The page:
Legal checklist: Planning for alfresco drinking and dining

By Poppleston Allen

- Last updated on GMT

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Alfresco eating and drinking: It's not too early to start planning
Alfresco eating and drinking: It's not too early to start planning
Fancy a bit of alfresco drinking and dining in January? Perhaps not, but if you are planning on putting some tables and chairs outside when the sun shines again, it’s actually not too early to start thinking about what permissions you may need to apply for now.

1. Who owns the land? If you or your landlord own the land you may not need a pavement licence but check with the council whether it has adopted the piece of land in question. If so, you will need to apply for a licence. The council’s highways department has a list of adopted land.

2. To place objects on the highway such as tables and chairs, barriers, planters, A-boards and heaters, you will need permission. Councils grant a pavement licence, a street café licence or highways licence.

3. If customers are standing only, no licence is required. However, check the following:

■ Any conditions on your premises licence restricting drinks being taken outside or customers standing outside beyond a certain time.
■ Whether the area is a designated public place — more commonly known as an ‘alcohol-free zone’. If it is, then if a police officer asks your customers to stop consumption or to hand over a drink and they refuse, an offence is committed. If the area is a designated public place, it might be more sensible to apply for a pavement licence or vary your premises licence to include this area, as this will then exclude it from being within a designated public place.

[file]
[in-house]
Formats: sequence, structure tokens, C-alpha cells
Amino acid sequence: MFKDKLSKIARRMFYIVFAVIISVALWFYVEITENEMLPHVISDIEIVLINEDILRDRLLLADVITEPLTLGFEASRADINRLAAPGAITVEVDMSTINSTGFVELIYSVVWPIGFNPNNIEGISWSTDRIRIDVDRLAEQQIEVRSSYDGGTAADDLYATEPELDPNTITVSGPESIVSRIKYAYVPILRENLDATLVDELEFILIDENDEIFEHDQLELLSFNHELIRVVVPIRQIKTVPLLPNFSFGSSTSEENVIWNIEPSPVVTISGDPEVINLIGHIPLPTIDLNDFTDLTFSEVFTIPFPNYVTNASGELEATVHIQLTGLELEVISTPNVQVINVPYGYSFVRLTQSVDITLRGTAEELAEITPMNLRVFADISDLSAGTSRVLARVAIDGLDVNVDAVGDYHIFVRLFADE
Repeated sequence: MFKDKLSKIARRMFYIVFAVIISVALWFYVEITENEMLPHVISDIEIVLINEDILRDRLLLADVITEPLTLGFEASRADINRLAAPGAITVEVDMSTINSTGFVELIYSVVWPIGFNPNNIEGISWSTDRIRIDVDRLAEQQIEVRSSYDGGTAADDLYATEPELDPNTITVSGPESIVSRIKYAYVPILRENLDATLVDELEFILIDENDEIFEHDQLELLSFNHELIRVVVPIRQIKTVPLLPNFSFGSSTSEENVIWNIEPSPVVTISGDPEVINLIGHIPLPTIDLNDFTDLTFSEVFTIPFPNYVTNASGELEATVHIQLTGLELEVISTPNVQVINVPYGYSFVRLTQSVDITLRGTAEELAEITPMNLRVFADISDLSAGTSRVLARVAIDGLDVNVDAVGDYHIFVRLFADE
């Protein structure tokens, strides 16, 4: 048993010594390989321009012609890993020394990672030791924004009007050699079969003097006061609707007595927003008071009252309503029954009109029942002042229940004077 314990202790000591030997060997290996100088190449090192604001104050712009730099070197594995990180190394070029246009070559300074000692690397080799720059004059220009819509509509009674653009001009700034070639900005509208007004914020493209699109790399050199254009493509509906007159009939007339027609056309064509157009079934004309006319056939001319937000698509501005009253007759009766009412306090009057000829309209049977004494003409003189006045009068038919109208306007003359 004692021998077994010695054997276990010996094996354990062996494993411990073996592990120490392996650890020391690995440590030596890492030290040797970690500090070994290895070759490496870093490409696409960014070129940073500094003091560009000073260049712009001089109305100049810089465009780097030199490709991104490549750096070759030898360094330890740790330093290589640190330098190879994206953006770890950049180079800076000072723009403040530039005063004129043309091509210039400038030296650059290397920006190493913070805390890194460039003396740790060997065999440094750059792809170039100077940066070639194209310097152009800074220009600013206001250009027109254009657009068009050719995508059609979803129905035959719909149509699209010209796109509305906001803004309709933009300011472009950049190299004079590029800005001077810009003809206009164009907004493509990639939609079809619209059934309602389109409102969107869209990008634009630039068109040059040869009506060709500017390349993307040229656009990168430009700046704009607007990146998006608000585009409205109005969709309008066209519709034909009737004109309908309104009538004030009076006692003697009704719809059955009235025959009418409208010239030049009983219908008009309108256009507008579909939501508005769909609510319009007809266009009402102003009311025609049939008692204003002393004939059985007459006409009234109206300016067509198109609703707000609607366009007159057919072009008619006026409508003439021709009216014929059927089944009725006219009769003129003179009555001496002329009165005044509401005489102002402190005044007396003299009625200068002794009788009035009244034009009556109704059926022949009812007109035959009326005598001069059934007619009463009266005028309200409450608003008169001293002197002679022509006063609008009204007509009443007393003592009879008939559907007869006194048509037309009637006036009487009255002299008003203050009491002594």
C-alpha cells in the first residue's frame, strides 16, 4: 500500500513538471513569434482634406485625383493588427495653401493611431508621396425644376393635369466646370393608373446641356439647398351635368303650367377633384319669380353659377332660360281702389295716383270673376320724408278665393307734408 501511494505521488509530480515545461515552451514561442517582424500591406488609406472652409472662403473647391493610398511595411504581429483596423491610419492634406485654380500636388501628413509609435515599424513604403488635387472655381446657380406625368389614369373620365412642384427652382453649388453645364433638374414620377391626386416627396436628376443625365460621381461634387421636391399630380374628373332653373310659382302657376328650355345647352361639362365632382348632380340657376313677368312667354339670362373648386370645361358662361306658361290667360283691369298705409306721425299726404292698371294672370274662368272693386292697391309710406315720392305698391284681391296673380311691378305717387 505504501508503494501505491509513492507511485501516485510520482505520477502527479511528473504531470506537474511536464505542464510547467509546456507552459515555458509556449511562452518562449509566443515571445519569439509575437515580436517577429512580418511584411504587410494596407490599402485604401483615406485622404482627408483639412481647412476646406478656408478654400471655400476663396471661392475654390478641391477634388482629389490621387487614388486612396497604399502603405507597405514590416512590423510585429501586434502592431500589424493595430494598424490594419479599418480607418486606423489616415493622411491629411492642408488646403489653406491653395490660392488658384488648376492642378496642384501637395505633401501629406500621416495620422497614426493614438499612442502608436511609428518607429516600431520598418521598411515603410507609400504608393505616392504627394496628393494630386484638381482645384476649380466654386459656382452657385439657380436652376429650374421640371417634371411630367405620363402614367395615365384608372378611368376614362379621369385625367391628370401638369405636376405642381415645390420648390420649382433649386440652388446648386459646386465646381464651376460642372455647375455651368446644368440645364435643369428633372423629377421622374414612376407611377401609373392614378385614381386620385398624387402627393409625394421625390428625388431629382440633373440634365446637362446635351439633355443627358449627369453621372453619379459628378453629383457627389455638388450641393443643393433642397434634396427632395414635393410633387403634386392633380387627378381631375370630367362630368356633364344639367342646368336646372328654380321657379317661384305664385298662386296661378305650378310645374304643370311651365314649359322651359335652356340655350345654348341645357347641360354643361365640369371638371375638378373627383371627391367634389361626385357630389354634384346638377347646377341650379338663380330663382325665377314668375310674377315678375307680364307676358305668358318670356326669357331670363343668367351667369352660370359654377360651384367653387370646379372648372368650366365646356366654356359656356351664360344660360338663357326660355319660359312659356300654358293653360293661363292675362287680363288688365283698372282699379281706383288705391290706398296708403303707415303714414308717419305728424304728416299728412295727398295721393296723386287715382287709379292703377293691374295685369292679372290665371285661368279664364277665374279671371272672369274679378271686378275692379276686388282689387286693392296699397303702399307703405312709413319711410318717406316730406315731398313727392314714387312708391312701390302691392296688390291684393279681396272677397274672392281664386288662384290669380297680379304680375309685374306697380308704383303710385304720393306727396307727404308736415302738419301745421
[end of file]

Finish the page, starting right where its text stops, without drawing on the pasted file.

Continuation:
4. Consider whether your furniture will obstruct the highway. Think about pedestrians, wheelchairs, prams, emergency vehicles etc.

5a. Check if the council also requires planning permission for a change of use of the area.

5b. Obtain forms from the highways department. Each council will have different requirements but normally you will need to provide:
■ A plan, showing the property; building line; kerb line; table layout; points of access and dimensions; width of remaining footpath.
■ Trading times and days. Discuss with the highways department any requirements you might have and any restrictions it may impose. For example, it may not allow you to operate a pavement licence on a market day or restrict the use of the area after a certain time of night, due to vehicles accessing the area.

5c. Provide evidence you have third-party public liability insurance.

5d. Normally you will be asked to provide details of the furniture, planters and barriers (size, style etc).

5e. Pay the fee.

6. Your council will:
■ Display a notice near your premises for at least 28 days inviting any representations.
■ Write to neighbours who will be affected by the pavement licence.
■ Although the notice may be displayed for 28 days, some councils can take up to 90 days to deal with your application.

7. A licence is granted at the discretion of the council. If refused it should give you reasons.

8. If granted, it will be subject to “reasonable conditions”. Before you submit your application, check whether the council has a standard set of conditions.

A licence normally lasts for a year but some councils grant for less. Check the renewal date and ensure your renewal is with the council prior to the expiry of your current licence.

Related topics Licensing law